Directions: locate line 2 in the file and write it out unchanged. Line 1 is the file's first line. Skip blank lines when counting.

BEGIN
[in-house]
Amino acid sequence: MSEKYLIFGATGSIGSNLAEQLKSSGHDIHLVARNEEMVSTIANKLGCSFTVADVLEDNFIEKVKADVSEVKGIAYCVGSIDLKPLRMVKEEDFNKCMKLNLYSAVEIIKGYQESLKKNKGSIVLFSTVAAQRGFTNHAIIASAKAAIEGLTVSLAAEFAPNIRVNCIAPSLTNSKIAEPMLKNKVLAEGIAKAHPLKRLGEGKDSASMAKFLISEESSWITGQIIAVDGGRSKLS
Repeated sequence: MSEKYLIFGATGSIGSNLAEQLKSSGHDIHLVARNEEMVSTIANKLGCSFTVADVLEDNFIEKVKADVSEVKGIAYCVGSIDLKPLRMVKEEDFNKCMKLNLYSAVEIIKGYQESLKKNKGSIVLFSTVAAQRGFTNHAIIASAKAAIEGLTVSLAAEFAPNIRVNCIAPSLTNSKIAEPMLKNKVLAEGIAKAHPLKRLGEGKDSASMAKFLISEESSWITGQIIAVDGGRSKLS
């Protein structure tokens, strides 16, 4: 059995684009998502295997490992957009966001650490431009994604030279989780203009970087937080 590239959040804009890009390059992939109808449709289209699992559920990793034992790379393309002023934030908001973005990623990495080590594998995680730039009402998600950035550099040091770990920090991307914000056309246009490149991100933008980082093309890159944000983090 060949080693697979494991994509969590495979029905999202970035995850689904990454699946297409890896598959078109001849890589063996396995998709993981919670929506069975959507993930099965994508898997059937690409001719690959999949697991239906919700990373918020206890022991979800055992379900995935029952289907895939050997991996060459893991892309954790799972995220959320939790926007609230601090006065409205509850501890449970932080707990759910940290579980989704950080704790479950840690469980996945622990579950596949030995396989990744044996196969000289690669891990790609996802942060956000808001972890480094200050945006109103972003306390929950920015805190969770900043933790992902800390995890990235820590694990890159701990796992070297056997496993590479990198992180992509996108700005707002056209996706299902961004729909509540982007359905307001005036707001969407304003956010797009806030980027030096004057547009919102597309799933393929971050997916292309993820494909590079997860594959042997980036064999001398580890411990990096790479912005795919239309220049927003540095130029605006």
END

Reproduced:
Amino acid sequence: MSEKYLIFGATGSIGSNLAEQLKSSGHDIHLVARNEEMVSTIANKLGCSFTVADVLEDNFIEKVKADVSEVKGIAYCVGSIDLKPLRMVKEEDFNKCMKLNLYSAVEIIKGYQESLKKNKGSIVLFSTVAAQRGFTNHAIIASAKAAIEGLTVSLAAEFAPNIRVNCIAPSLTNSKIAEPMLKNKVLAEGIAKAHPLKRLGEGKDSASMAKFLISEESSWITGQIIAVDGGRSKLS